Should you be in-house, agency, freelance or some combination of the above, you have probably managed paid search accounts of various sizes. I’m not talking about just budget-wise; number of keywords, ad groups, campaigns, accounts in an MCC…you name it! How do you manage your accounts based on the size of the business they belong to, though?

There are a lot of layers within individual companies, no matter how large they are, and odds are (there are always exceptions!) you won’t be consistently reporting your PPC work to the sole owner of a company who has no one else involved and speaks to only you. Even if it starts off that way, hopefully you grow the revenue from what you’re doing enough to grow their business/team…see where I’m going?

No matter what the situation may be, as a paid search account manager, you need to be prepared to get called in by whoever your direct report is for a meeting with all the C-level executives at your company or the one you represent. Why? Because you’re the man on the ground! If that upper echelon wants to start talking details – you’ve got a huge opportunity on your hands and now is NOT the time to blow it because you can’t explain the value of what you do! Maybe it isn’t Celebrity Apprentice-level serious (please read my sarcasm, there), but it is a shot for you to earn your spot and you don’t want to waste it.

Keep the following tips in mind every day and you’ll be more than ready if you get called in to show your stuff to the C-suite:

  • Take responsibility for your mistakes. Wait – aren’t we talking about proving value, here?! Yes, and that is exactly my point. There is nothing more frustrating to an incredibly smart group (or individual) in charge than completely glazing over your failures and only discussing the wins. You already did a great job! There is plenty of that to talk about! Acknowledge any tests that did not work, as well as what was learned from them. Verify and validate any concerns and confirm how the failed optimization will be tracked to keep it from being repeated down the road. Certainly don’t spend the bulk of your conversation here, and let’s hope there isn’t a lot to discuss anyway, but don’t skip over it. It shows you’re aware and understand how every move you make can affect the overall bottom line for their company.
  • Don’t necessarily get ‘granular’ right off the bat. For starters, this should be a fairly well-prepared-for meeting, so I’m making a little bit of an assumption that you know going in just how much detail and specifics are being requested. If you weren’t given exact information, consider the overall purpose for which the meeting is being called. Dependent on whether this is an introductory meeting for internal team members, a quarterly review, annual business planning session or another company-specific type – the expected deliverables are much different. Certainly ask those who have requested the meeting how much detail they want, and let them know it’s because we PPC people are nerdy and can talk numbers for hours with them if they want! Based on what they get back to you with, make some decisions (keeping in mind an upcoming point) about how deep the data you present needs to go by metrics, timelines, comparisons, etc.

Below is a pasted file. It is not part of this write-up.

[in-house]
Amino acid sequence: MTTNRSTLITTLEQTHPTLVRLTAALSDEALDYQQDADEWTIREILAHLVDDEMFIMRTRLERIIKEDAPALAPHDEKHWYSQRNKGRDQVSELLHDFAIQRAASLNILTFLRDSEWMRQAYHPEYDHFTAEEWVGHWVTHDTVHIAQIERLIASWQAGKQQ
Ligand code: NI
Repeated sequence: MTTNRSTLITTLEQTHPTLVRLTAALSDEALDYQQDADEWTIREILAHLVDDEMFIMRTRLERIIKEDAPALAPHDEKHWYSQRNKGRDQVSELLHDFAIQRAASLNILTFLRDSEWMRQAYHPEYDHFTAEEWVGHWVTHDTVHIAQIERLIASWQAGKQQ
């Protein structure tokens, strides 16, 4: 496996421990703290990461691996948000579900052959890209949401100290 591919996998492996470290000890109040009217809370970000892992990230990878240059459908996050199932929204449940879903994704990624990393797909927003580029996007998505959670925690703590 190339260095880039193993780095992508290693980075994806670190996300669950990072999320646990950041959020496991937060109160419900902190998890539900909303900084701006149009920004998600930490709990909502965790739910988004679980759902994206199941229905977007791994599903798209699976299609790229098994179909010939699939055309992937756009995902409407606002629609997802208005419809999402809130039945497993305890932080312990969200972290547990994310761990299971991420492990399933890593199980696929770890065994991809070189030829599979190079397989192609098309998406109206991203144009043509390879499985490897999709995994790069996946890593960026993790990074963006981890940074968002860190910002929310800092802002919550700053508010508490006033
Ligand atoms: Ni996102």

• Relate what you’re doing to THEIR ultimate metric. Dependent on which group or individual you’re speaking with, always think of them as You 2.0 – as in they have someone they are more than likely answering to, even (maybe especially) if they own the place and they’re answering to the bills in the mail and balance in the bank account. This is what I was alluding to before, where you may not need to talk click-through rate on this particular occasion. Does it take more than a few sentences for you to explain how CTR funnels in to total enrolled students per semester? If the answer is yes and you aren’t in the meeting to specifically discuss ad copy message testing across campuses (these are very specific examples), then don’t spend a great deal of time discussing it. You’ll lose your candid audience and by the time you get to the win, they’ll be asleep. Be prepared to discuss those things (they could be reading PPC Hero just to test you…kidding!), but if that is all you have to talk about, you’ve likely missed the point and aren’t showing your total value.
  • Take NOTES/Follow UP/Follow THROUGH. Please, oh my goodness please, do not go to a meeting with anyone you work for (directly or indirectly) and NOT take an instrument for note taking. Something will certainly be said that is worth coming back to later when you can focus on it more, and if the author of that thought remembers later and you didn’t…oops. Based on your notes and the discussion, follow up after the meeting with a rundown of those notes, action plans, timelines, etc. and get that follow up in the hands of the meeting attendees (again, directly or indirectly). You absolutely have assignments coming out of this meeting, so when things are completed or at the next scheduled meeting date, present the completed projects and start back at step one.

If you can maintain this kind of presentation style and consistency when given the opportunity to prove the value of PPC to a group of C-level executives, you’ll be given much more opportunity down the road to continue improving that value.

Tell us about some of your experiences! When you’ve been in one of these situations, how did you prepare? How much information were you given ahead of time? Were you surprised or caught off guard once in the meeting? And ultimately – how did it go?! Share your thoughts with us in the comments section below and thank you for reading!